The circumstances of the expedition, after the depletion of the shore party following the loss of SY Aurora in May 1915, meant that Spencer-Smith was required for the main depot journey to the Beardmore Glacier during the 1915–16 summer season, irrespective of his physical limitations. In this he showed no reluctance and worked tirelessly. However, worn down by the preliminary work of hauling stores up to the base depot at Minna Bluff during the four-month period September–December 1915, he was unable to sustain the physical effort required on the main depot-laying journey south, and collapsed before the Beardmore was reached. Thereafter he had to be carried on the sledge, unable to help himself and dependent on Ernest Wild for his most basic needs. The party nevertheless completed its depot-laying mission and struggled back northward in worsening weather conditions, each man growing weaker as scurvy took hold, and progress forward was with acute difficulty. Spencer-Smith, uncomplaining but in the latter stages occasionally delirious, died on the Barrier on 9 March 1916, aged 32, two days before the safety of Hut Point was finally reached. He was buried in the ice.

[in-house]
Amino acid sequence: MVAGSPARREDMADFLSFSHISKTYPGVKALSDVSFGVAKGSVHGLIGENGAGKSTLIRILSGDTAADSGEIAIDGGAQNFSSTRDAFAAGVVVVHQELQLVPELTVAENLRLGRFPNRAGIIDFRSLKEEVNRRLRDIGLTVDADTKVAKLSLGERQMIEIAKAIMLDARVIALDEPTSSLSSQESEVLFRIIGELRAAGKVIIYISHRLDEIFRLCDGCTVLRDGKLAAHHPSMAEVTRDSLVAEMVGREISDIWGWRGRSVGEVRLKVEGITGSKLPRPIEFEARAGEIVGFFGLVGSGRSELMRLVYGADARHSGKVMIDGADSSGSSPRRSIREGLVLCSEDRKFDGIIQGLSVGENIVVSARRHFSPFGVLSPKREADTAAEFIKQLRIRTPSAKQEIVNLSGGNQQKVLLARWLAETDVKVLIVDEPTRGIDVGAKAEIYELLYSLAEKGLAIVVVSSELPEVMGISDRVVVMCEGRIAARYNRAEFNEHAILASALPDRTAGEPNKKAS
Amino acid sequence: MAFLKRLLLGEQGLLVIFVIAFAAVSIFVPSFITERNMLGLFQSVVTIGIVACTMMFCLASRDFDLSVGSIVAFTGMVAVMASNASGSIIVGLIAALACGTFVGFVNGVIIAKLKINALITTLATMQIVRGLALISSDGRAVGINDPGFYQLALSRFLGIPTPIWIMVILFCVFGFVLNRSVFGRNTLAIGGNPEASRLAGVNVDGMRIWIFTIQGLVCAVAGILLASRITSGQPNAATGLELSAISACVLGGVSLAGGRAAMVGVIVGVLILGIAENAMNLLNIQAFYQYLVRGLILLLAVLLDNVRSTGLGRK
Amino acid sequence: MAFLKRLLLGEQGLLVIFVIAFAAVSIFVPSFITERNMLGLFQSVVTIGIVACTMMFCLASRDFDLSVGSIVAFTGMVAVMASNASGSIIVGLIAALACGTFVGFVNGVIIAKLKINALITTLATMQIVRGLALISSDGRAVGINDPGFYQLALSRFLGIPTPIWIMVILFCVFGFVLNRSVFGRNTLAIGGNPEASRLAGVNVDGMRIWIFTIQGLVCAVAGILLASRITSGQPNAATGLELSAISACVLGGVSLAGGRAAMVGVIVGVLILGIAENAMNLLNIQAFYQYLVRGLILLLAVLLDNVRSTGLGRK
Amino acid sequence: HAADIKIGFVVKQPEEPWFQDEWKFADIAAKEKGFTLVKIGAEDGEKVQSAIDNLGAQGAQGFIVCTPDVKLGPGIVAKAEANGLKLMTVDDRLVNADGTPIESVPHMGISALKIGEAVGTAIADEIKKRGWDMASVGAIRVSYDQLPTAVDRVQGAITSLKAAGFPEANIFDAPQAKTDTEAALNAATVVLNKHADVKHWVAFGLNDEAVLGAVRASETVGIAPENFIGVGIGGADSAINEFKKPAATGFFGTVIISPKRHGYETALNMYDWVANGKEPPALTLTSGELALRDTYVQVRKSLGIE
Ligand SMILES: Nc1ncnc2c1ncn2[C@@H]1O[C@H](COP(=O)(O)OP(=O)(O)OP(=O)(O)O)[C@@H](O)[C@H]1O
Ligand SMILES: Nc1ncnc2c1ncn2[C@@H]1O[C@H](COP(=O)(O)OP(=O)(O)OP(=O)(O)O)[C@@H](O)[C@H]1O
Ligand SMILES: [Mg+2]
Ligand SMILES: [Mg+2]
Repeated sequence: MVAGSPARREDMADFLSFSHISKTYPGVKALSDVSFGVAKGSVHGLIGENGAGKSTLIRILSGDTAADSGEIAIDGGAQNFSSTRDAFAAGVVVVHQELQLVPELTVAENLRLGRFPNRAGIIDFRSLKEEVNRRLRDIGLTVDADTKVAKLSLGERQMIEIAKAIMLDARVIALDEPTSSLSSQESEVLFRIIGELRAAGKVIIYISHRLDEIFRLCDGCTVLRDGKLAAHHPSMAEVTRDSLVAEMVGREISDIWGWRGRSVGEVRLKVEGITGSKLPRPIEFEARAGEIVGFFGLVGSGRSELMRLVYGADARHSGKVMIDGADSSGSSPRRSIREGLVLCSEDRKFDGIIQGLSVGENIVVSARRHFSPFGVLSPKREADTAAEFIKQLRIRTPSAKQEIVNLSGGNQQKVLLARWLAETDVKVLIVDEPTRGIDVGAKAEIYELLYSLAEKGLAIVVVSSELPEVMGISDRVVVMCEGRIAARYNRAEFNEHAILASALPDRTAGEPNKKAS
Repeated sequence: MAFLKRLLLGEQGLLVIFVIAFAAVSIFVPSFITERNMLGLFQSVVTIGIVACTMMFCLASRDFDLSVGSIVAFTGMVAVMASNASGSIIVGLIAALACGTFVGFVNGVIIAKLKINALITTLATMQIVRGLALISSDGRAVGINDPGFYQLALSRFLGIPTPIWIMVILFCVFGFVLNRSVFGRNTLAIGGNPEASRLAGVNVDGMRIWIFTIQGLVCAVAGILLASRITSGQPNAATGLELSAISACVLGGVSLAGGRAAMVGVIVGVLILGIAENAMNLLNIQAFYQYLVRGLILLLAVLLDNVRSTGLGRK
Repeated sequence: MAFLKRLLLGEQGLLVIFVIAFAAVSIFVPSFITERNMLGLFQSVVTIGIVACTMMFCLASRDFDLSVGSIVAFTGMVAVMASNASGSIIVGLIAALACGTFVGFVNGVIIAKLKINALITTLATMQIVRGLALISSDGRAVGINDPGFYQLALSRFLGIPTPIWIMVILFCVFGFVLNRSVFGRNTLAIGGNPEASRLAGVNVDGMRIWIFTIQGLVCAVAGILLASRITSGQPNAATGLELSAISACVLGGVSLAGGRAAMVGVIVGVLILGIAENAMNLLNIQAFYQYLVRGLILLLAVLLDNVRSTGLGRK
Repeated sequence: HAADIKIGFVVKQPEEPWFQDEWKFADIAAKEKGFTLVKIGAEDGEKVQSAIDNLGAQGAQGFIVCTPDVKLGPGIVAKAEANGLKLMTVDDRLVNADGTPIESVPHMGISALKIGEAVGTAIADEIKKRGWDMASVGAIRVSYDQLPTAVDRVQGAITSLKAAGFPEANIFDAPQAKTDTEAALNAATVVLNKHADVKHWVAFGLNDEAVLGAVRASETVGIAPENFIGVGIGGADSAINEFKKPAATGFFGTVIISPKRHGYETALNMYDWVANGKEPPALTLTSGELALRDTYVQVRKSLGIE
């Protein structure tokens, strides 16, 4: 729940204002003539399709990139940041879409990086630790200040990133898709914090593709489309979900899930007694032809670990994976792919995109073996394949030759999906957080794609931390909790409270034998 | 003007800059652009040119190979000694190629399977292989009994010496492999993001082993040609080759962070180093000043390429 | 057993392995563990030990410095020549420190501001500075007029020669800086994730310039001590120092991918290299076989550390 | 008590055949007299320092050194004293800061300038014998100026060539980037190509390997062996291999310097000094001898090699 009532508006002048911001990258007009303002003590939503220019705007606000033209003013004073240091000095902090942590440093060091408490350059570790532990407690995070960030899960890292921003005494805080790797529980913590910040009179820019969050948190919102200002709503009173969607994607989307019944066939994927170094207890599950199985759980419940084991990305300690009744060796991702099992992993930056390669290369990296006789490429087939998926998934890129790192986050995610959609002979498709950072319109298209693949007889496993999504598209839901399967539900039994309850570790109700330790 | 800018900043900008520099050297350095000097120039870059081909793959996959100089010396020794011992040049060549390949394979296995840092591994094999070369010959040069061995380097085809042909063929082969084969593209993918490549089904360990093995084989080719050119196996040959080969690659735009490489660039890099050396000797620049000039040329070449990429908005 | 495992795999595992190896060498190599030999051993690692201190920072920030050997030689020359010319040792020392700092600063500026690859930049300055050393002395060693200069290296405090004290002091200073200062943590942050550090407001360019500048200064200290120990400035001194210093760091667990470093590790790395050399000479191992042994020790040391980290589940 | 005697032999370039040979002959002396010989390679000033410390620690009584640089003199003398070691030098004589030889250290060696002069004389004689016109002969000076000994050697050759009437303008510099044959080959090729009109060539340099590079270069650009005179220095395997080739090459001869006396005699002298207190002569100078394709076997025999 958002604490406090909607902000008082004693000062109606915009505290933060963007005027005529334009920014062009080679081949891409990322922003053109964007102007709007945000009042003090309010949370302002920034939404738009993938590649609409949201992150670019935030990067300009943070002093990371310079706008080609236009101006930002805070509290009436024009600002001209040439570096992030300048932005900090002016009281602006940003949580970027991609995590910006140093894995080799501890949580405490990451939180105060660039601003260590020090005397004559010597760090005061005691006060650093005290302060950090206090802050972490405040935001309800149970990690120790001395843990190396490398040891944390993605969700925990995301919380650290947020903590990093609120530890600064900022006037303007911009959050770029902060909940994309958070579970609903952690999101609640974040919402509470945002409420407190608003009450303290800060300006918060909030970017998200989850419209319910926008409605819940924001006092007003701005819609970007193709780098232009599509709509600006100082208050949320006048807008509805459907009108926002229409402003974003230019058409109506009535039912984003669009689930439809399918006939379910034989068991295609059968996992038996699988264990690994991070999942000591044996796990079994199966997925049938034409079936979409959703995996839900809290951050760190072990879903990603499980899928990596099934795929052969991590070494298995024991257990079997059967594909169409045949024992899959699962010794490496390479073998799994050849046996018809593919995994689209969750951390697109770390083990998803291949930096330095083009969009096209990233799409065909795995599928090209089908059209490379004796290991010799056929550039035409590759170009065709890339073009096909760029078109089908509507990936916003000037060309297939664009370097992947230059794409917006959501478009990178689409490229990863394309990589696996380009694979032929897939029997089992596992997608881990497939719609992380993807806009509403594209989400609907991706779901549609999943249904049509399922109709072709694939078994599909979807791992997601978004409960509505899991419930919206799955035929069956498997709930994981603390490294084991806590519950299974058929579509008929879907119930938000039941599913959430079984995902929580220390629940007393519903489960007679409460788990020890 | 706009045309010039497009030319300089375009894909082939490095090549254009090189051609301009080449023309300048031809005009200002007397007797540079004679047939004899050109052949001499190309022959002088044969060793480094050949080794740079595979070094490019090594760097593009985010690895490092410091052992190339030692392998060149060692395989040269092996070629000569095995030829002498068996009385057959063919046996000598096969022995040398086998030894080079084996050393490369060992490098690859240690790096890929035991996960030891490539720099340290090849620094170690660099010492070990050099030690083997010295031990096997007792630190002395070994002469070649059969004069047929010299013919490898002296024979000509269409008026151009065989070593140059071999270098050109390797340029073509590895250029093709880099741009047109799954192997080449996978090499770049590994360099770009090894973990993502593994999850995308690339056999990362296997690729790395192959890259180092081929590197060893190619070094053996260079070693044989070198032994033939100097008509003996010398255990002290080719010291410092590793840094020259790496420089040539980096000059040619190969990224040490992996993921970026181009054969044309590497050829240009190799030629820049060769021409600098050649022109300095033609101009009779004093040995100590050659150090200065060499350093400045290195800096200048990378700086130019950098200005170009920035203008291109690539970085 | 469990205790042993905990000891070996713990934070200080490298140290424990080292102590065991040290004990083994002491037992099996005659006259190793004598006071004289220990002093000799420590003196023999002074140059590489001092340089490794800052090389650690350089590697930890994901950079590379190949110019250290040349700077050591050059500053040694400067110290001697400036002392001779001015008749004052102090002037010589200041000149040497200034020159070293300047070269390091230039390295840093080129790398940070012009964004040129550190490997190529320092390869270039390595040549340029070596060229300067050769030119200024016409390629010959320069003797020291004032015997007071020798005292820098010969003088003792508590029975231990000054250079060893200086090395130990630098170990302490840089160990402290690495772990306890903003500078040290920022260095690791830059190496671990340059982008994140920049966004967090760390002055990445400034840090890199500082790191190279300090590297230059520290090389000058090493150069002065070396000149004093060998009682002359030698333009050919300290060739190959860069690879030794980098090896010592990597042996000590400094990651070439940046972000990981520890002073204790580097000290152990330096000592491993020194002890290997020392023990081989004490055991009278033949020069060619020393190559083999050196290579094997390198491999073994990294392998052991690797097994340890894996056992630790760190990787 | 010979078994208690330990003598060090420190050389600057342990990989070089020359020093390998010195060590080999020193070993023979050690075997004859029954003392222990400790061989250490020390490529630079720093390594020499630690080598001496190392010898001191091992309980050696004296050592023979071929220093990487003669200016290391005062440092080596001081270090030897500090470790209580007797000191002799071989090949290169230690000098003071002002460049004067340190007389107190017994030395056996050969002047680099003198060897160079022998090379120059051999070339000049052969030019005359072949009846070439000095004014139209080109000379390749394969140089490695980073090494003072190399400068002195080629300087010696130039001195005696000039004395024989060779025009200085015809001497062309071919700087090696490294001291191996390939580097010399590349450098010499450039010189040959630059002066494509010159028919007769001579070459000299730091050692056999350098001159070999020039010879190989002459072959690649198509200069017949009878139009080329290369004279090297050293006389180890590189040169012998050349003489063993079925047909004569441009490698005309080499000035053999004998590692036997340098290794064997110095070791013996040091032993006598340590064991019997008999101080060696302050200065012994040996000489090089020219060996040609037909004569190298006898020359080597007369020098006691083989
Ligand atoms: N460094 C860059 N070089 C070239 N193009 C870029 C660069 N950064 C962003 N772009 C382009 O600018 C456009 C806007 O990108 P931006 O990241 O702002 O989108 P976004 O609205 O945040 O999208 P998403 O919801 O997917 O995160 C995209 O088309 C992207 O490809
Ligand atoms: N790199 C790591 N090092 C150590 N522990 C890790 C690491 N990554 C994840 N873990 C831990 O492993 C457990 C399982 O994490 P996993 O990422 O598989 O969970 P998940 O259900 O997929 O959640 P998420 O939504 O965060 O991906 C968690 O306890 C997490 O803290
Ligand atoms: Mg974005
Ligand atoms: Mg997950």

Courtesy of Wikipedia

Now I know were are on a walk and not doing a PhD thesis on history, but the above information is fascinating and would have been totally missed had we not stopped at the War memorial!

The road from the B1010 down towards the Crouch Estuary and Althorne Railway Station is as straight as a die; you soon reach the station and, nervously watching out for speeding trains (do trains actually speed on the Burnham on Crouch line?) you cross the railway tracks. The road continues to the coast, but Glenn wanted to show me "Plotlands" ..... small plots of lands allocated to people for a modest sum after the War. These are very small plots of land with small bungalows, mobile homes or caravans on which is now a small community, despite giving the appearance of being a bit scruffy and run down.